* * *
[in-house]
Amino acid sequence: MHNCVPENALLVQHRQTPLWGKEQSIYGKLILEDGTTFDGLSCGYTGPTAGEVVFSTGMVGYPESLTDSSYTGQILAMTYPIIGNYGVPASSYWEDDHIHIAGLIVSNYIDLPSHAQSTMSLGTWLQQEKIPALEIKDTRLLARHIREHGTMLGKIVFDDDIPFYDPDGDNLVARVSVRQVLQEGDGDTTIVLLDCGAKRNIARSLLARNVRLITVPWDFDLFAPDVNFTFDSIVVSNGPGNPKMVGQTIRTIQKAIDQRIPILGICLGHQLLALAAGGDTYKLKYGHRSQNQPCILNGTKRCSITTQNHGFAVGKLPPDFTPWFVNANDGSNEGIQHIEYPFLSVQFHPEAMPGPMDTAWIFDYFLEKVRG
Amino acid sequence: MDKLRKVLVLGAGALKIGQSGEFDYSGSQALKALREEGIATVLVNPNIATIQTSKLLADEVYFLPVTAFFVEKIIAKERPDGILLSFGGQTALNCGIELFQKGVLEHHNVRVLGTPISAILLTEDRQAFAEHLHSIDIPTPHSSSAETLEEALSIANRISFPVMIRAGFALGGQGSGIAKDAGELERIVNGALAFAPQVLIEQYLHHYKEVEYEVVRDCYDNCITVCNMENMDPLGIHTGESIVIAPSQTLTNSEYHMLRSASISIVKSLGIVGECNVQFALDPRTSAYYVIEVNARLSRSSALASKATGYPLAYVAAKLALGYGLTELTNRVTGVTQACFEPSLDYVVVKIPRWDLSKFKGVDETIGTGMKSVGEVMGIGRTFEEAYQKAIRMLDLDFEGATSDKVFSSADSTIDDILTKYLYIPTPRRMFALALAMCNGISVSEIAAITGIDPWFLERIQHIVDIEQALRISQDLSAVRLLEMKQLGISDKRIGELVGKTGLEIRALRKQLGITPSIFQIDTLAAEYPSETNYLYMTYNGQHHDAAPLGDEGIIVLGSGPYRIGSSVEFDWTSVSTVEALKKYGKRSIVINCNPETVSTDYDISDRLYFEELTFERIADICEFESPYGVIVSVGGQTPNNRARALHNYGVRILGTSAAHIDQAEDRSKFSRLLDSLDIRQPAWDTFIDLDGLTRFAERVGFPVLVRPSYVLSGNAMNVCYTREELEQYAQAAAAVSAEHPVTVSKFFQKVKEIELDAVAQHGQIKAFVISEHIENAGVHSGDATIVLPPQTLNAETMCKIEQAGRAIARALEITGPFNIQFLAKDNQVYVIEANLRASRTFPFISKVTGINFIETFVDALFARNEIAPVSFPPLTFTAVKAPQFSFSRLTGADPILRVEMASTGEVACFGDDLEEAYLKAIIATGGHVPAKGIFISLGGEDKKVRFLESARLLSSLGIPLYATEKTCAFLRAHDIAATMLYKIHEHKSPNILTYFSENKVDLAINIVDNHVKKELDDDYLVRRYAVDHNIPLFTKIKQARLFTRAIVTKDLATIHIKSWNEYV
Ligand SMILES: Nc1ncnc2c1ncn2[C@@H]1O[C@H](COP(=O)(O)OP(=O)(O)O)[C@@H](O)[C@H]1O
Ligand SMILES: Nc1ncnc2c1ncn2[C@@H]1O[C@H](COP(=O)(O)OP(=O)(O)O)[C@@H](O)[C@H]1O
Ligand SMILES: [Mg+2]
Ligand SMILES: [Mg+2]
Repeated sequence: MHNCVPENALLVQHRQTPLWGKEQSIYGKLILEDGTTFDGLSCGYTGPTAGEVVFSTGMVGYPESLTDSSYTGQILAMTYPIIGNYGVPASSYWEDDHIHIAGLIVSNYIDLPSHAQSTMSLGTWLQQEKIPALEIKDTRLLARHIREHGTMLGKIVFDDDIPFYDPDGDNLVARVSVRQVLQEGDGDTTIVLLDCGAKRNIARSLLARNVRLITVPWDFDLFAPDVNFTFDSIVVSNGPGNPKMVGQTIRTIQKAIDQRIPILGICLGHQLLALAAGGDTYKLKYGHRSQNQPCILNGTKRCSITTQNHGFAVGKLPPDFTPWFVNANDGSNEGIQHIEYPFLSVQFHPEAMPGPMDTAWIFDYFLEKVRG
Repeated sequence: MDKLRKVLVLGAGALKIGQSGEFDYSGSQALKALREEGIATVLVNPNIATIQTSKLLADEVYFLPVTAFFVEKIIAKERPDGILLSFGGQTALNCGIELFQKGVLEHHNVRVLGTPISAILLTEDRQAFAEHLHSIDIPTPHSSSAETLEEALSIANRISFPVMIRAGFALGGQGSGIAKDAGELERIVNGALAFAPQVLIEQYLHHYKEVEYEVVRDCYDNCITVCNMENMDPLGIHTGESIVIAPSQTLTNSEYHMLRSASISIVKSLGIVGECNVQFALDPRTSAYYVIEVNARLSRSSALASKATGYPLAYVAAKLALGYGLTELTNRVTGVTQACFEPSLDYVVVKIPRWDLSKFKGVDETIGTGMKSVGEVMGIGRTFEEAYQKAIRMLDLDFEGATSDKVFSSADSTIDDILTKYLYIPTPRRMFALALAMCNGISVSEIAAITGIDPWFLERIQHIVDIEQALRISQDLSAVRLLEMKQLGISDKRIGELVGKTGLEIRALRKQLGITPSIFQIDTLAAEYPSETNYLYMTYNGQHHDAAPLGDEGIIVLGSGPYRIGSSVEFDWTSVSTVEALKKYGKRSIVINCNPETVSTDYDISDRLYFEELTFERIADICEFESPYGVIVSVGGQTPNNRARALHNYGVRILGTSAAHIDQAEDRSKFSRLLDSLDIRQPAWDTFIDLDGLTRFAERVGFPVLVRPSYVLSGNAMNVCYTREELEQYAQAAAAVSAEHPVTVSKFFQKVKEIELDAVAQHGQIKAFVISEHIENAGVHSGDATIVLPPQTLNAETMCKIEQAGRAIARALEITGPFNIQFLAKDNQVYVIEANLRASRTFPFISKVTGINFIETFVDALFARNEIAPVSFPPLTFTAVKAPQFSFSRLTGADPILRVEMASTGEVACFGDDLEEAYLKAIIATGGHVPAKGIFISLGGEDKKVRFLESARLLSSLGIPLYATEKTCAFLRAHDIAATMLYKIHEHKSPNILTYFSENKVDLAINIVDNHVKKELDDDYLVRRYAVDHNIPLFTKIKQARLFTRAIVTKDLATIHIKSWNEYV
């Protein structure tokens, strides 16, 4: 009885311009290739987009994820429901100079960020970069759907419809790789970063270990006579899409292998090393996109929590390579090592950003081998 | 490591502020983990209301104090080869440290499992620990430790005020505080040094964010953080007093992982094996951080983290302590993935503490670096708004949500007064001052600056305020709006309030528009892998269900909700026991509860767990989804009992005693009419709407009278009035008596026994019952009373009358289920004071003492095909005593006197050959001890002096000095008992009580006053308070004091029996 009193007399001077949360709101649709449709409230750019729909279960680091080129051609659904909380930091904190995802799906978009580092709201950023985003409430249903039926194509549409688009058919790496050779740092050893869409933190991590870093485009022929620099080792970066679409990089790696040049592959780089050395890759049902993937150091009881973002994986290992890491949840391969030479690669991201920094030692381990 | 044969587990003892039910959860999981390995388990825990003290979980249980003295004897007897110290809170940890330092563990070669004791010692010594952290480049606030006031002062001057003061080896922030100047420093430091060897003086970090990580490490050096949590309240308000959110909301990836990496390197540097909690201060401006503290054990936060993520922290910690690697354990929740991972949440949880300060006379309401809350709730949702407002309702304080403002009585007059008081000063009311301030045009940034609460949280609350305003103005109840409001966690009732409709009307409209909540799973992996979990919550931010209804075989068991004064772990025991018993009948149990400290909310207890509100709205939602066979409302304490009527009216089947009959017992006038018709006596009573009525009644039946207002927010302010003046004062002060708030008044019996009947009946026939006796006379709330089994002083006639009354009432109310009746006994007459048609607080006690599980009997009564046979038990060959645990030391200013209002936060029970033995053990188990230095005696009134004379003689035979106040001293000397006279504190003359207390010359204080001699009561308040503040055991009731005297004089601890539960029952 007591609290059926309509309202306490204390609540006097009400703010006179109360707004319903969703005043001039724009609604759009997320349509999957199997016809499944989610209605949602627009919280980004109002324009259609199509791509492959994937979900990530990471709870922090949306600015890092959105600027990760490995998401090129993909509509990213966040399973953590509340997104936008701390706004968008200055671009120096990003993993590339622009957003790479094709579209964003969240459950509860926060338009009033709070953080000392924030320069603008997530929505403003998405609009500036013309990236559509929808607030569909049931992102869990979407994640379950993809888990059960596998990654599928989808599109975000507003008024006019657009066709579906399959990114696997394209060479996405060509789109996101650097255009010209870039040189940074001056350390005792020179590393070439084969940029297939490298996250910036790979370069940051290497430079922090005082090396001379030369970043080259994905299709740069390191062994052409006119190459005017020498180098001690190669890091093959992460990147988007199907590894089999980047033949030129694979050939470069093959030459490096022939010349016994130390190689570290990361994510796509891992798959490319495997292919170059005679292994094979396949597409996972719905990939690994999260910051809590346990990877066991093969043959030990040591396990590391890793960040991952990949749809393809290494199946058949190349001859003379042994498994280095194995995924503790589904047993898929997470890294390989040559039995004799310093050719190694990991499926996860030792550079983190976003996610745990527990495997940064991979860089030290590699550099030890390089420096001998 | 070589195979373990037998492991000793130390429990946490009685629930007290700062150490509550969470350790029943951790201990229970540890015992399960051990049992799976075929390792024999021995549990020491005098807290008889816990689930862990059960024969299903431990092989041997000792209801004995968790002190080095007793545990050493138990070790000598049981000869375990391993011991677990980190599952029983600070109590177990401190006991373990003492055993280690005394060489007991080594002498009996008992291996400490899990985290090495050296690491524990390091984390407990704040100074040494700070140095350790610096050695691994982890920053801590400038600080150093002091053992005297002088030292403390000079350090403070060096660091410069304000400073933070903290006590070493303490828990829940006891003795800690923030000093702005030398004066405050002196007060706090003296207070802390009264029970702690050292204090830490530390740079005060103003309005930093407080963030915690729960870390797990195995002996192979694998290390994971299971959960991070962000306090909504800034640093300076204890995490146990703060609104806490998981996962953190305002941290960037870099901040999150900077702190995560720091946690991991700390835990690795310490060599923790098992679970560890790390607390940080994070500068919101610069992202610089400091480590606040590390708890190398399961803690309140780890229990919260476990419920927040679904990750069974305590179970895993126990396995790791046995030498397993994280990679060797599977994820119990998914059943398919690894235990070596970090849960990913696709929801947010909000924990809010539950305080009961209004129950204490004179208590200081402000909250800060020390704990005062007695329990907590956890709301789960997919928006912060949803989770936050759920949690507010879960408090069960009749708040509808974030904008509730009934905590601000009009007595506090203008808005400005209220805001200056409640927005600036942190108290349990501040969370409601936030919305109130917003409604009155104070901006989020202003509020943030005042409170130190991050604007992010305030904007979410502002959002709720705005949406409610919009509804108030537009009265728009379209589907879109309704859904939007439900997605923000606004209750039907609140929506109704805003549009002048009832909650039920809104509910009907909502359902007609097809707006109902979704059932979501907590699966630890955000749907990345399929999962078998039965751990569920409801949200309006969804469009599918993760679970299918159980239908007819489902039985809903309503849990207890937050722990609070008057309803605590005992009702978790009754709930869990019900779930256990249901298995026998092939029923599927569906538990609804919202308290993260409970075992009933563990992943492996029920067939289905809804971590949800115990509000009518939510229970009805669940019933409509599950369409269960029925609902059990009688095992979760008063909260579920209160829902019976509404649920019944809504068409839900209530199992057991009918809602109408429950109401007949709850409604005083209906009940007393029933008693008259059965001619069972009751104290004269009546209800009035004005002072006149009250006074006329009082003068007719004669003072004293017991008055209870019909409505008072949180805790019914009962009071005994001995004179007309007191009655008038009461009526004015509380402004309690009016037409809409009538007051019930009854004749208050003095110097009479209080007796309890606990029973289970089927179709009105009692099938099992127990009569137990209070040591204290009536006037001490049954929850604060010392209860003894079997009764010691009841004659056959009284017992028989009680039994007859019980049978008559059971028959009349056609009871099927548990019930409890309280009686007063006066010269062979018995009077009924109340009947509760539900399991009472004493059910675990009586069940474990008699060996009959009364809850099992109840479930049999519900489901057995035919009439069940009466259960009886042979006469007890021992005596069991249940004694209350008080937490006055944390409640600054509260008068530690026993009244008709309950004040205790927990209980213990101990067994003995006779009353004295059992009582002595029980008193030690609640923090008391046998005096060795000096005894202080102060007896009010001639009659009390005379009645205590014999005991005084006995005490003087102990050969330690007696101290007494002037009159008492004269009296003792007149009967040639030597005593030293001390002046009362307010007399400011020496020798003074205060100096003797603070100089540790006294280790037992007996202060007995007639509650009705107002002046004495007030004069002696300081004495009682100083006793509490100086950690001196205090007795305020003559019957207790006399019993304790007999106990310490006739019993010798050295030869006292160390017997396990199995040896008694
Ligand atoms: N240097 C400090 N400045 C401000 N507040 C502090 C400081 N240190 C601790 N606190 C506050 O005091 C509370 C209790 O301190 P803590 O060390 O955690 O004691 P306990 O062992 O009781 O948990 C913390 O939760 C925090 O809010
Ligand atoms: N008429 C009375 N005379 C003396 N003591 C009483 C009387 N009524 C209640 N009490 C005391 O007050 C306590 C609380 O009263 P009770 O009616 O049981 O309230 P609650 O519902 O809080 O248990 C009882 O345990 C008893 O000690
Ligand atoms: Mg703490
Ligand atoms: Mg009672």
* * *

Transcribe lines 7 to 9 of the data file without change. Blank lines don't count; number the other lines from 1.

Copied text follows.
Ligand SMILES: [Mg+2]
Repeated sequence: MHNCVPENALLVQHRQTPLWGKEQSIYGKLILEDGTTFDGLSCGYTGPTAGEVVFSTGMVGYPESLTDSSYTGQILAMTYPIIGNYGVPASSYWEDDHIHIAGLIVSNYIDLPSHAQSTMSLGTWLQQEKIPALEIKDTRLLARHIREHGTMLGKIVFDDDIPFYDPDGDNLVARVSVRQVLQEGDGDTTIVLLDCGAKRNIARSLLARNVRLITVPWDFDLFAPDVNFTFDSIVVSNGPGNPKMVGQTIRTIQKAIDQRIPILGICLGHQLLALAAGGDTYKLKYGHRSQNQPCILNGTKRCSITTQNHGFAVGKLPPDFTPWFVNANDGSNEGIQHIEYPFLSVQFHPEAMPGPMDTAWIFDYFLEKVRG
Repeated sequence: MDKLRKVLVLGAGALKIGQSGEFDYSGSQALKALREEGIATVLVNPNIATIQTSKLLADEVYFLPVTAFFVEKIIAKERPDGILLSFGGQTALNCGIELFQKGVLEHHNVRVLGTPISAILLTEDRQAFAEHLHSIDIPTPHSSSAETLEEALSIANRISFPVMIRAGFALGGQGSGIAKDAGELERIVNGALAFAPQVLIEQYLHHYKEVEYEVVRDCYDNCITVCNMENMDPLGIHTGESIVIAPSQTLTNSEYHMLRSASISIVKSLGIVGECNVQFALDPRTSAYYVIEVNARLSRSSALASKATGYPLAYVAAKLALGYGLTELTNRVTGVTQACFEPSLDYVVVKIPRWDLSKFKGVDETIGTGMKSVGEVMGIGRTFEEAYQKAIRMLDLDFEGATSDKVFSSADSTIDDILTKYLYIPTPRRMFALALAMCNGISVSEIAAITGIDPWFLERIQHIVDIEQALRISQDLSAVRLLEMKQLGISDKRIGELVGKTGLEIRALRKQLGITPSIFQIDTLAAEYPSETNYLYMTYNGQHHDAAPLGDEGIIVLGSGPYRIGSSVEFDWTSVSTVEALKKYGKRSIVINCNPETVSTDYDISDRLYFEELTFERIADICEFESPYGVIVSVGGQTPNNRARALHNYGVRILGTSAAHIDQAEDRSKFSRLLDSLDIRQPAWDTFIDLDGLTRFAERVGFPVLVRPSYVLSGNAMNVCYTREELEQYAQAAAAVSAEHPVTVSKFFQKVKEIELDAVAQHGQIKAFVISEHIENAGVHSGDATIVLPPQTLNAETMCKIEQAGRAIARALEITGPFNIQFLAKDNQVYVIEANLRASRTFPFISKVTGINFIETFVDALFARNEIAPVSFPPLTFTAVKAPQFSFSRLTGADPILRVEMASTGEVACFGDDLEEAYLKAIIATGGHVPAKGIFISLGGEDKKVRFLESARLLSSLGIPLYATEKTCAFLRAHDIAATMLYKIHEHKSPNILTYFSENKVDLAINIVDNHVKKELDDDYLVRRYAVDHNIPLFTKIKQARLFTRAIVTKDLATIHIKSWNEYV